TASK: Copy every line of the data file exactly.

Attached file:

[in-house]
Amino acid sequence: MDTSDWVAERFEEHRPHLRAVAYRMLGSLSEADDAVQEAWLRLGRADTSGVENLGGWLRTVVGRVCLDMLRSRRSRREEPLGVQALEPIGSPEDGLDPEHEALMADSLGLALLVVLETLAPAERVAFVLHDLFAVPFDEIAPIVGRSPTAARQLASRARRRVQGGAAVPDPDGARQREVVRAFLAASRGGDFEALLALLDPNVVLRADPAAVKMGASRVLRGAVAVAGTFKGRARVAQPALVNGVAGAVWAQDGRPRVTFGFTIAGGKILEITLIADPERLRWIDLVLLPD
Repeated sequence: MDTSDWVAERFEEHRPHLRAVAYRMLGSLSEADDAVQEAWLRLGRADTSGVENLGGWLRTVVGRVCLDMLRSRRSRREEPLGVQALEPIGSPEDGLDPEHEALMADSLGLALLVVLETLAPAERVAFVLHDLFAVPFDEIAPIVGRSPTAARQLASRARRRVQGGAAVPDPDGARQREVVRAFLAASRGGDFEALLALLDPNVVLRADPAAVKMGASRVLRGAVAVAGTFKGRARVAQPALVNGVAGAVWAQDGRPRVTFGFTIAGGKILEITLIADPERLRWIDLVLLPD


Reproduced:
[in-house]
Amino acid sequence: MDTSDWVAERFEEHRPHLRAVAYRMLGSLSEADDAVQEAWLRLGRADTSGVENLGGWLRTVVGRVCLDMLRSRRSRREEPLGVQALEPIGSPEDGLDPEHEALMADSLGLALLVVLETLAPAERVAFVLHDLFAVPFDEIAPIVGRSPTAARQLASRARRRVQGGAAVPDPDGARQREVVRAFLAASRGGDFEALLALLDPNVVLRADPAAVKMGASRVLRGAVAVAGTFKGRARVAQPALVNGVAGAVWAQDGRPRVTFGFTIAGGKILEITLIADPERLRWIDLVLLPD
Repeated sequence: MDTSDWVAERFEEHRPHLRAVAYRMLGSLSEADDAVQEAWLRLGRADTSGVENLGGWLRTVVGRVCLDMLRSRRSRREEPLGVQALEPIGSPEDGLDPEHEALMADSLGLALLVVLETLAPAERVAFVLHDLFAVPFDEIAPIVGRSPTAARQLASRARRRVQGGAAVPDPDGARQREVVRAFLAASRGGDFEALLALLDPNVVLRADPAAVKMGASRVLRGAVAVAGTFKGRARVAQPALVNGVAGAVWAQDGRPRVTFGFTIAGGKILEITLIADPERLRWIDLVLLPD